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The aim of our research is not only to identify the cause of the blindness but also to develop treatments, by removing the mistake, also known as mutation, allowing the 'healthy' genes in the eye to work normally and restore sight.

Unfortunately, we are not all born with the genes for a healthy life. Some parents live with the reality that they have passed changes in their genes onto their children that can cause disease

These mistakes in the letters that make up DNA are simple spelling mistakes in our 'book of life'. Some of these mistakes, which may be as little as just one in 3 billion letters, are enough to result in blinding eye diseases, such as the corneal dystrophies.

By taking blood and obtaining DNA, researchers in the Biomedical Science Research Institute at Ulster University can read the letters in a patient's DNA and identify the corneal dystrophy-causing mistakes.

The treatments we develop are tailored to the specific mistake that each individual child or adult carries, it is known as personalised medicine. We are currently trying to identify mutations in genes of two young children.

We are developing a specific therapy for an active young boy who loves football and fun and has a mutation in a gene known as TGFBI.  We are also trying to identify which gene in a little girl's DNA is carrying a mistake and we hope to develop a therapy for her also.  Although the use of animals in research is a difficult subject for this little girl's parents this research gives them hope to find a cure for their daughter:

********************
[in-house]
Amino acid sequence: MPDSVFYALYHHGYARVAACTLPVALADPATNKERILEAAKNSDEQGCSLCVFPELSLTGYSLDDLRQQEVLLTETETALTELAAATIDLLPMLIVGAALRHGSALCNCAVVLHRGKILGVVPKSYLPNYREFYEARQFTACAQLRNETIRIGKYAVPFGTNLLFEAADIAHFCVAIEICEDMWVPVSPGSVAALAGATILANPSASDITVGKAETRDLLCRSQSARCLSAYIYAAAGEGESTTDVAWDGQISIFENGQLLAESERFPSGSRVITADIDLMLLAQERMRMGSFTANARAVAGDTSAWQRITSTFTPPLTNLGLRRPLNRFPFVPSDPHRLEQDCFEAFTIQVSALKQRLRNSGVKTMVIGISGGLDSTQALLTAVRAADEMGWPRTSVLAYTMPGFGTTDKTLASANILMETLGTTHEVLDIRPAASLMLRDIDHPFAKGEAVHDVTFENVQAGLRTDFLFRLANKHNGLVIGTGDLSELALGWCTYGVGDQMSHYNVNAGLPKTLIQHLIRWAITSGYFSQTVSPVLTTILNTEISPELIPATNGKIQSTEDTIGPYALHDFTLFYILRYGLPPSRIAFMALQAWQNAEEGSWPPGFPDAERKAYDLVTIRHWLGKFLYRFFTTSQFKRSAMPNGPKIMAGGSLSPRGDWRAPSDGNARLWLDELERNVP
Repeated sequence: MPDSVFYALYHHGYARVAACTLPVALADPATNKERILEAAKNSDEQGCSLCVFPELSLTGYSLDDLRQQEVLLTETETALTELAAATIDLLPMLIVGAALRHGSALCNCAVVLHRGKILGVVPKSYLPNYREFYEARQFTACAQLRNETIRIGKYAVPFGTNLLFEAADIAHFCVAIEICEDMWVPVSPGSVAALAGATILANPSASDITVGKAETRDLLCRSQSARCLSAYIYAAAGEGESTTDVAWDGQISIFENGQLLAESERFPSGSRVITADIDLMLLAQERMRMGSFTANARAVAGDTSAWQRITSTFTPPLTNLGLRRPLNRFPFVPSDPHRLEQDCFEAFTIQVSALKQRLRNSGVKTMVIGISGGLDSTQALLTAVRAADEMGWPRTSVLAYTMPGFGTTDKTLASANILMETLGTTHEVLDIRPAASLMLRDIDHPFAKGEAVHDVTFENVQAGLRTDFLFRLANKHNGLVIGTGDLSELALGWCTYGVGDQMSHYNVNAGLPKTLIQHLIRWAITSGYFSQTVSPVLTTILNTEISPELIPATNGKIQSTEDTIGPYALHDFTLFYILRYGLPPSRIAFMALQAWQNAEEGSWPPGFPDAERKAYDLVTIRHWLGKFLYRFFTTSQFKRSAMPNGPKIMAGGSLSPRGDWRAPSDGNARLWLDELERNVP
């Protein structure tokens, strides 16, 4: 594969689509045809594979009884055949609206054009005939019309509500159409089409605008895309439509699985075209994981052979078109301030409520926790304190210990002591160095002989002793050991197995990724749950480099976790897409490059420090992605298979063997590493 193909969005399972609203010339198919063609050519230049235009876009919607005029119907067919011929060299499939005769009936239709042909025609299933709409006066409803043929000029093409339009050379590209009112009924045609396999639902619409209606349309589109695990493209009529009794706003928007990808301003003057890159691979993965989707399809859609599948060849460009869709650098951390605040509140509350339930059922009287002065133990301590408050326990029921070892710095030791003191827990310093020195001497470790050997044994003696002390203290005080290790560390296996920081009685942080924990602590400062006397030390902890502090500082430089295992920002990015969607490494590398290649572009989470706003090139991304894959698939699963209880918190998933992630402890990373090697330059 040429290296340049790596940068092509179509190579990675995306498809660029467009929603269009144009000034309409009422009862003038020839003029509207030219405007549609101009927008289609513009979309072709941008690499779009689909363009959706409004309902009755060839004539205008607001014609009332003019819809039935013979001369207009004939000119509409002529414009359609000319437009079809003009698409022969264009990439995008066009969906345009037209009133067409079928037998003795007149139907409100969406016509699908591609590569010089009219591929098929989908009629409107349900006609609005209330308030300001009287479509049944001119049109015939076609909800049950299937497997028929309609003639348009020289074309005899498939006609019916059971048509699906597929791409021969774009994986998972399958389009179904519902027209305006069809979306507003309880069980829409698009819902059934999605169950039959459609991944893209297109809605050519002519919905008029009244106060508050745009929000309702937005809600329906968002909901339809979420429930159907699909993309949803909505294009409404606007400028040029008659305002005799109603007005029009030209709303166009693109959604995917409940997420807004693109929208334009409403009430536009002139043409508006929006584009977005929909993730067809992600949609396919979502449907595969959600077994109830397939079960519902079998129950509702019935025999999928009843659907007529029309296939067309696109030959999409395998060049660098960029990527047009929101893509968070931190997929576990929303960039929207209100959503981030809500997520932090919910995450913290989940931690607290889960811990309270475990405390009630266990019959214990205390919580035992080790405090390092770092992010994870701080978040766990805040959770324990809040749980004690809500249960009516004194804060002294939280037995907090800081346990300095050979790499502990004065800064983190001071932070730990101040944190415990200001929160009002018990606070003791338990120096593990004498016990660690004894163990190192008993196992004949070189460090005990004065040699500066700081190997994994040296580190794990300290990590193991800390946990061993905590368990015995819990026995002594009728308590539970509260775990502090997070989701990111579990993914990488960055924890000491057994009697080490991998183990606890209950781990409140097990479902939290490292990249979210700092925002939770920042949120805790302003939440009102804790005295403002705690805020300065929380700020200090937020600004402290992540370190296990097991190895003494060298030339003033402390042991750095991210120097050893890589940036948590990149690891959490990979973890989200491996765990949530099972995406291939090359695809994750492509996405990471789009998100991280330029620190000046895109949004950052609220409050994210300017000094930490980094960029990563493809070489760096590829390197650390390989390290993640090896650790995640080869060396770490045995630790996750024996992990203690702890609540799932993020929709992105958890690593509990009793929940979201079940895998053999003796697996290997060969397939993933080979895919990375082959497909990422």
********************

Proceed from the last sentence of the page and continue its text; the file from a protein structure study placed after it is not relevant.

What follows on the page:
'Research gives us hope for the future in hopefully finding a cure for our daughter's corneal disease. The use of animals in research is a difficult subject for us but this may be the only way of helping our daughter. As parents we often have to make difficult decisions for our children but this has the potential to make an enormous difference to her life'.

Before we can use these cutting-edge treatments on children and adults, we need to make sure that they are safe and don't have any unintended side effects. To do this we manipulate the DNA of laboratory mice to create the same mistake as causes the corneal dystrophy we are trying to treat. It is important that we use as few mice as possible in these tests and to make sure they do not suffer. The mice produce a harmless protein in their eyes that lets us know how well our treatment is working. The mice with brighter colour in their eyes have the mistakes in the DNA in their eyes, when we treat the eyes we see this colour decrease which reflects our ability to remove the mistake.

To date we have made novel gene editing and gene silencing treatments, which work well in our mice eyes. We are able to reduce the mutation without causing changes to the healthy parts of the eye and excitingly results are showing we can reverse the blindness. Once we have completed further tests to determine the best way to deliver this novel gene therapy, we will be able to move forward to clinical trials in humans and bring the hope of sight to children who are losing their vision due to mistakes in their DNA.